A method for automatically eliciting node weights in a hierarchical knowledge-based structure for reasoning with uncertainty

S.E. Hegazy, Chris D. Buckingham

Research output: Contribution to journalArticle

Abstract

Hierarchical knowledge structures are frequently used within clinical decision support systems as part of the model for generating intelligent advice. The nodes in the hierarchy inevitably have varying influence on the decisionmaking processes, which needs to be reflected by parameters. If the model has been elicited from human experts, it is not feasible to ask them to estimate the parameters because there will be so many in even moderately-sized structures. This paper describes how the parameters could be obtained from data instead, using only a small number of cases. The original method [1] is applied to a particular web-based clinical decision support system called GRiST, which uses its hierarchical knowledge to quantify the risks associated with mental-health problems. The knowledge was elicited from multidisciplinary mental-health practitioners but the tree has several thousand nodes, all requiring an estimation of their relative influence on the assessment process. The method described in the paper shows how they can be obtained from about 200 cases instead. It greatly reduces the experts’ elicitation tasks and has the potential for being generalised to similar knowledge-engineering domains where relative weightings of node siblings are part of the parameter space.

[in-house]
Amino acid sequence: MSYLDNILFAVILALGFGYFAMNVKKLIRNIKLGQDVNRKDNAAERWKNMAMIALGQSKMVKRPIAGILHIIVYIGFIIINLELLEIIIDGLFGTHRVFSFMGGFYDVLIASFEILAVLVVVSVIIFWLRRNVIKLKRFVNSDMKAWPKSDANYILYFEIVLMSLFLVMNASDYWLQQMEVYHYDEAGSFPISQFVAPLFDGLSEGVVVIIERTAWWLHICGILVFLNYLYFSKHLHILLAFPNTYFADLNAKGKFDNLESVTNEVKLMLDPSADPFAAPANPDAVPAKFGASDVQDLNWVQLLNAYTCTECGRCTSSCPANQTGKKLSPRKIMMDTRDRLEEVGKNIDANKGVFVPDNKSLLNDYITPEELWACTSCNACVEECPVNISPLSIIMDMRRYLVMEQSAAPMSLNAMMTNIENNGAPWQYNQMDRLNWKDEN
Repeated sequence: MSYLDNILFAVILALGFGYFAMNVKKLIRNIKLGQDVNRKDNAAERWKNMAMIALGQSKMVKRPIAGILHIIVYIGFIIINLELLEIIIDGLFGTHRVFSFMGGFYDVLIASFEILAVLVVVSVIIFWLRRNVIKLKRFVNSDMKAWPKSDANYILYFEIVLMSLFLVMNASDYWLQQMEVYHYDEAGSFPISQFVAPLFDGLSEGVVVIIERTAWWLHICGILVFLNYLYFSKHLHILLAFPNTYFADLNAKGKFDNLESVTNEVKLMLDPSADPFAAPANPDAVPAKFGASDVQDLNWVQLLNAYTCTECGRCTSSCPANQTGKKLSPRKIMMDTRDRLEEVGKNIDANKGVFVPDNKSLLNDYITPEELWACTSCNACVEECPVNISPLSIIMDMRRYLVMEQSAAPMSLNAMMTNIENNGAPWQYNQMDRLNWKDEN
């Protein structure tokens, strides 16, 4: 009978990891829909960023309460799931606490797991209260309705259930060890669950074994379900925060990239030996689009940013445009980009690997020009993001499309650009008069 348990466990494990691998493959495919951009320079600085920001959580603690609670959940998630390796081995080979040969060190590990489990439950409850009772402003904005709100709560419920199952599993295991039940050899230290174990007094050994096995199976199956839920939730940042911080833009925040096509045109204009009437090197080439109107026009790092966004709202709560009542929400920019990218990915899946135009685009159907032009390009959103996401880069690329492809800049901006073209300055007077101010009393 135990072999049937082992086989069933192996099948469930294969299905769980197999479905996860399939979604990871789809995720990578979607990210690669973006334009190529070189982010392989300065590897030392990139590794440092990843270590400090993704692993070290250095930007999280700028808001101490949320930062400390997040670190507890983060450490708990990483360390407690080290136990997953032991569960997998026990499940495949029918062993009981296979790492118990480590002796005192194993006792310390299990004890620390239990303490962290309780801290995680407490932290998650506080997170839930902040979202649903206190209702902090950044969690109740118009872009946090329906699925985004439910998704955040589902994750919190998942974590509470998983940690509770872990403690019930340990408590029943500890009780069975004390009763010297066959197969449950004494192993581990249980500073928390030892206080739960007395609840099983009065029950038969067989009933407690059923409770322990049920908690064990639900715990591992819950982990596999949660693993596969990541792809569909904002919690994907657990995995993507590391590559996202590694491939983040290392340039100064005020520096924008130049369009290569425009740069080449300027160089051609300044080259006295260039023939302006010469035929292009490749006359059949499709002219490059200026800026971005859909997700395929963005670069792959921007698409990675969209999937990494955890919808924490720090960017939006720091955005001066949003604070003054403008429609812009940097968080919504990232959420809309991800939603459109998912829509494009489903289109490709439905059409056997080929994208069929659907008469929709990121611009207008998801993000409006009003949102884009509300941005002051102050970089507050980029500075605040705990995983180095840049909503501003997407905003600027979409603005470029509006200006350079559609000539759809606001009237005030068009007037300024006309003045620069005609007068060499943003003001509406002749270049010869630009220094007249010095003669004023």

Original languageEnglish
Pages (from-to)76-83
Number of pages8
JournalInternational Journal on Advances in Software
Volume2
Issue number1
Publication statusPublished - 2009

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Decision support systems
Knowledge engineering
Medical problems
Health
Uncertainty

Bibliographical note

The copyright for each included paper belongs to the authors. IARIA journals are made available for free, proving the appropriate references are made when their
content is used.

Keywords

  • clinical decision support systems
  • mental health
  • risk screening
  • hierarchical knowledge
  • decision trees
  • mathematical modelling

Cite this

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